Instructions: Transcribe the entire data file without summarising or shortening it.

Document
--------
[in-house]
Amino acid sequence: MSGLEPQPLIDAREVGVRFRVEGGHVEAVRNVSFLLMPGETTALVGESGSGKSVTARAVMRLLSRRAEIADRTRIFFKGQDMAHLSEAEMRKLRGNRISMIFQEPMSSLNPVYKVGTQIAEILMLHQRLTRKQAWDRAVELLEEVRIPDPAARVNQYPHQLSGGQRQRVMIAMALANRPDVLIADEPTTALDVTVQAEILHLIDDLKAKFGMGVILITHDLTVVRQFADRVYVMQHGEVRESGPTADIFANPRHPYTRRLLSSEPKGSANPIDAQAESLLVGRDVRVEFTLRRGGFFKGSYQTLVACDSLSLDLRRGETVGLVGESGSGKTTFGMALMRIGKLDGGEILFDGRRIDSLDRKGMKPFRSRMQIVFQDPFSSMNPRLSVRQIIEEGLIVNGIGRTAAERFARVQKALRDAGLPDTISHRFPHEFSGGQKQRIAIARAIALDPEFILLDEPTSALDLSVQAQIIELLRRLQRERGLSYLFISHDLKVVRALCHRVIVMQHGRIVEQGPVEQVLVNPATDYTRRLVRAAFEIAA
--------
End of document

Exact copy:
[in-house]
Amino acid sequence: MSGLEPQPLIDAREVGVRFRVEGGHVEAVRNVSFLLMPGETTALVGESGSGKSVTARAVMRLLSRRAEIADRTRIFFKGQDMAHLSEAEMRKLRGNRISMIFQEPMSSLNPVYKVGTQIAEILMLHQRLTRKQAWDRAVELLEEVRIPDPAARVNQYPHQLSGGQRQRVMIAMALANRPDVLIADEPTTALDVTVQAEILHLIDDLKAKFGMGVILITHDLTVVRQFADRVYVMQHGEVRESGPTADIFANPRHPYTRRLLSSEPKGSANPIDAQAESLLVGRDVRVEFTLRRGGFFKGSYQTLVACDSLSLDLRRGETVGLVGESGSGKTTFGMALMRIGKLDGGEILFDGRRIDSLDRKGMKPFRSRMQIVFQDPFSSMNPRLSVRQIIEEGLIVNGIGRTAAERFARVQKALRDAGLPDTISHRFPHEFSGGQKQRIAIARAIALDPEFILLDEPTSALDLSVQAQIIELLRRLQRERGLSYLFISHDLKVVRALCHRVIVMQHGRIVEQGPVEQVLVNPATDYTRRLVRAAFEIAA